Thursday, April 13, 2017
Wednesday, April 12, 2017
I made a 12-day trip back to Kigali, Rwanda after I stopped over in Bangkok for a few days. The primary purpose of the trip was to provide a 5-day or 30-hour training on BAM for Nanuri community people. This program is called SfK Missional Business Academy (MBA) Training. It could be provided in different length and 30-hour program is a short one. Naturally I had to cut out many hands-on practices.
They have the Nanuri Medical Center and Nanuri Guest House under construction and expect to begin the commercial operation in January 2018. So the training was timely in getting them prepared for the operations. The attendees were Sang Hoon Lee, Song Hee Lee, Jun Bum Park, Jieyeon Baek, Kihyun Kim, Ji Man Park and Hee Ju Lee, altogether forming the Nanuri Community. Nanuri means "Share" in Korean.
|Sang Hoon Lee, Managing Director and Song Hee Lee, Director for Guest House|
|Nanuri Medical Center|
|Dr. Jiyeon Baek, Pediatrician, and Dr. Jun Bum Park, Physician|
A couple from Arusha, Tanzania also attended the training: Sung Soo Kim and Youngsoon Kim. They are advising the leadership team of E3Empower Africa that provides energy, education and entrepreneurship for Tanzania and beyond in Africa.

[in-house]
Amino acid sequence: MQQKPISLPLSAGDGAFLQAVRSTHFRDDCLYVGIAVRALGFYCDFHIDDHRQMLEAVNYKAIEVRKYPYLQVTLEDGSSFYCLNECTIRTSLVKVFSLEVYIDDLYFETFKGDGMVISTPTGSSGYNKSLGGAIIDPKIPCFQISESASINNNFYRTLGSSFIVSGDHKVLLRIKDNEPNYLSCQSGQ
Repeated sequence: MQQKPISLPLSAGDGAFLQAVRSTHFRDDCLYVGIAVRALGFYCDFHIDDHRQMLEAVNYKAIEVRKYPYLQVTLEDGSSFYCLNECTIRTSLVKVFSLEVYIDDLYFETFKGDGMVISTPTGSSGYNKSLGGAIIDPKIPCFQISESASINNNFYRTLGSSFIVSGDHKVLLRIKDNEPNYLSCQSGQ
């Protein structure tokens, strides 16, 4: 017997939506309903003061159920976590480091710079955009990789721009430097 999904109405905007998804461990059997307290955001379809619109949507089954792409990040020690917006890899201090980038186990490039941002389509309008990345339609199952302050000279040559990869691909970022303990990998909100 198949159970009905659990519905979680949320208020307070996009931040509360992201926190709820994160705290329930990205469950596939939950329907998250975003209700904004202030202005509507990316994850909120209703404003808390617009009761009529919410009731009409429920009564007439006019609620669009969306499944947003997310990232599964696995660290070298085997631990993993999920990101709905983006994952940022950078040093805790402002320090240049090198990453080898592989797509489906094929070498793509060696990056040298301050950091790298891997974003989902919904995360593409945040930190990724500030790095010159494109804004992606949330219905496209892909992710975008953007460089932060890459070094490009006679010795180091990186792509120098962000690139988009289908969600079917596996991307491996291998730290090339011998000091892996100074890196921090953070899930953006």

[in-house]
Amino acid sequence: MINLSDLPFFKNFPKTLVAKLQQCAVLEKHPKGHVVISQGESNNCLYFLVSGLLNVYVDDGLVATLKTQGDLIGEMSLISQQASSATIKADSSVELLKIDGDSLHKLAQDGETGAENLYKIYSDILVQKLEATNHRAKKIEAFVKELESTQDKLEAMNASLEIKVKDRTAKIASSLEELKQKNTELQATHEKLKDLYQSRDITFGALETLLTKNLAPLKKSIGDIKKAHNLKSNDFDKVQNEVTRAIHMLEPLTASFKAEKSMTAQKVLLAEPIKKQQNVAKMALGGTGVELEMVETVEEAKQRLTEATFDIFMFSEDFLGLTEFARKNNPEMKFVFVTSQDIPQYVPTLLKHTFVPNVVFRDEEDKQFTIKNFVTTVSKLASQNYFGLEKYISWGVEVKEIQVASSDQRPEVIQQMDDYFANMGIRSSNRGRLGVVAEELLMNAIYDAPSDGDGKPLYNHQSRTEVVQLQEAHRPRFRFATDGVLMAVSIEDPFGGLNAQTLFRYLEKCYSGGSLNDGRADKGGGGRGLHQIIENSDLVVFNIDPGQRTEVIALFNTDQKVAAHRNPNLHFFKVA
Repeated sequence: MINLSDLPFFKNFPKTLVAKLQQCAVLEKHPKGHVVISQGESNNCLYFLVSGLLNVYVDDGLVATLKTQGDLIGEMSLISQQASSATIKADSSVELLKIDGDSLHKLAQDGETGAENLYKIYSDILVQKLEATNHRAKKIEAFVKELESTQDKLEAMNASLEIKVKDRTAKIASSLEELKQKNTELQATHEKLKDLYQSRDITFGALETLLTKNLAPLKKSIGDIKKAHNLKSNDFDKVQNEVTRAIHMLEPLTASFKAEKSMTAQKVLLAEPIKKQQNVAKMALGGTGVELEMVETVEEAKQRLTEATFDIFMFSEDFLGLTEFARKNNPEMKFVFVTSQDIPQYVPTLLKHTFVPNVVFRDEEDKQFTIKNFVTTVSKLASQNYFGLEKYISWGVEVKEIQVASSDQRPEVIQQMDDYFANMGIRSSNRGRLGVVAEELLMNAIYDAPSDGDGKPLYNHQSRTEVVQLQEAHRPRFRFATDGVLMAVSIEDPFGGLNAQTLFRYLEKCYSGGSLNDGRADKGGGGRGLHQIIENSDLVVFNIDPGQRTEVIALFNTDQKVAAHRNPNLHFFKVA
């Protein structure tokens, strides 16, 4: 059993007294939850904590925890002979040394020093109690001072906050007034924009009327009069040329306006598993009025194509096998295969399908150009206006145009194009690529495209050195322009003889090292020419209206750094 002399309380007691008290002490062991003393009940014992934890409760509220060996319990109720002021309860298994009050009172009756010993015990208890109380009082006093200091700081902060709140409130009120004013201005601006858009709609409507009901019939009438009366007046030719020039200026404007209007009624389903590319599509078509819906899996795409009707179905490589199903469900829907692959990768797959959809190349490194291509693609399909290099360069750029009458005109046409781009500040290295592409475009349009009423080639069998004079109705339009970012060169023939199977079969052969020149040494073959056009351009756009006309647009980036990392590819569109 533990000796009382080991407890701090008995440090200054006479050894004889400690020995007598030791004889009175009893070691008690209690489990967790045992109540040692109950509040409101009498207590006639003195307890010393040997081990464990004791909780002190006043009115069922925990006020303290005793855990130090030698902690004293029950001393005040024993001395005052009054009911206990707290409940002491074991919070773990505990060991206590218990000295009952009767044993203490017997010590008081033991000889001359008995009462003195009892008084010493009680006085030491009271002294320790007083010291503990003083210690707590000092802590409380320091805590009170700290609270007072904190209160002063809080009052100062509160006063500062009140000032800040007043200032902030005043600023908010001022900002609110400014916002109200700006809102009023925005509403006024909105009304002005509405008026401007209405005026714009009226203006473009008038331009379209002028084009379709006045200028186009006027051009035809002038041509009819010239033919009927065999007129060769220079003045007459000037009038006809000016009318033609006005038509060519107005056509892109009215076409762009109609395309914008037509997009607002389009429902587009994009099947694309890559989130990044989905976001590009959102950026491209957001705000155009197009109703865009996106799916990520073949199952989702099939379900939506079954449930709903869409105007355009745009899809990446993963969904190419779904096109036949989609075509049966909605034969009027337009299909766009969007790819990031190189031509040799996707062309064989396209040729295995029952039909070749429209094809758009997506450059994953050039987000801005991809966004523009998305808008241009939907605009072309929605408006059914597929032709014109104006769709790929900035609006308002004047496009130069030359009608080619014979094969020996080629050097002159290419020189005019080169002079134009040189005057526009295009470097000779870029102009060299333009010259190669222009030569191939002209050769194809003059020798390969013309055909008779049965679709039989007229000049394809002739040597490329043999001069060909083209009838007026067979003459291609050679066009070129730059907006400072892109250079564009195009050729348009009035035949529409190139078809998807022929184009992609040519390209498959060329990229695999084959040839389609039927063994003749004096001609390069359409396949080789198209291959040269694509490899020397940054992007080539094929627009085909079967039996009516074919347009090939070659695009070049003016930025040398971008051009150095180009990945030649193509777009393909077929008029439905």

When I arrived in Kigali, I was still coughing and the cold that I caught in Seoul turned into a bad allergy. It turned out to be an excellent idea that I went to see Dr. Tommy for diagnosis and medicine. After taking the medicine that he prescribed for me, I became a lot better. Even after five days of speaking for six hours a day, I was still able to speak without failure. Thanks to God's grace!
All participated in the training sincerely and eagerly. We spent two days to cover the Biblical framework for business, BAM's significance in the world missions, Global trends in world missions, Glorifying God through business, Essential values for a BAM, Essential components for missional entrepreneurs, Entrepreneurship principles and processes etc. Once we get into studying technical aspects of business management, all began to excel. Within two hours, two groups were able to produce pro forma income statement for the first twelve months. Also, both groups were able to analyze the SWOTs of their intended businesses and also actions to take.
The Nanuri Community showed great hospitality with dinner arrangement for each night. I had to decline the offer but one dinner from each family. Mr. and Mrs. Kim and I reciprocated their hospitality by inviting their family members to dinner also. I appreciated their hospitality.
Dan Mutiganda, lawyer and my former colleague at UOB also came to talk about New Labor Law in Rwanda as part of Human Resources Management training. He is a great man of God and I thoroughly enjoyed seeing him again.
Pastor Innocent of the Kigali Diocese of Anglican Church in Rwanda participated in a few afternoon sessions at the advice of the Bishop Louis Muvuni, the bishop for the Kigali Diocese. We discussed about holding a two-week training on BAM for up to 15 people in October 2017. It is my hope and prayer that we can develop 3-5 trainers who can train Rwandans in Kinyarwanda later on. We will see what the Lord has in mind.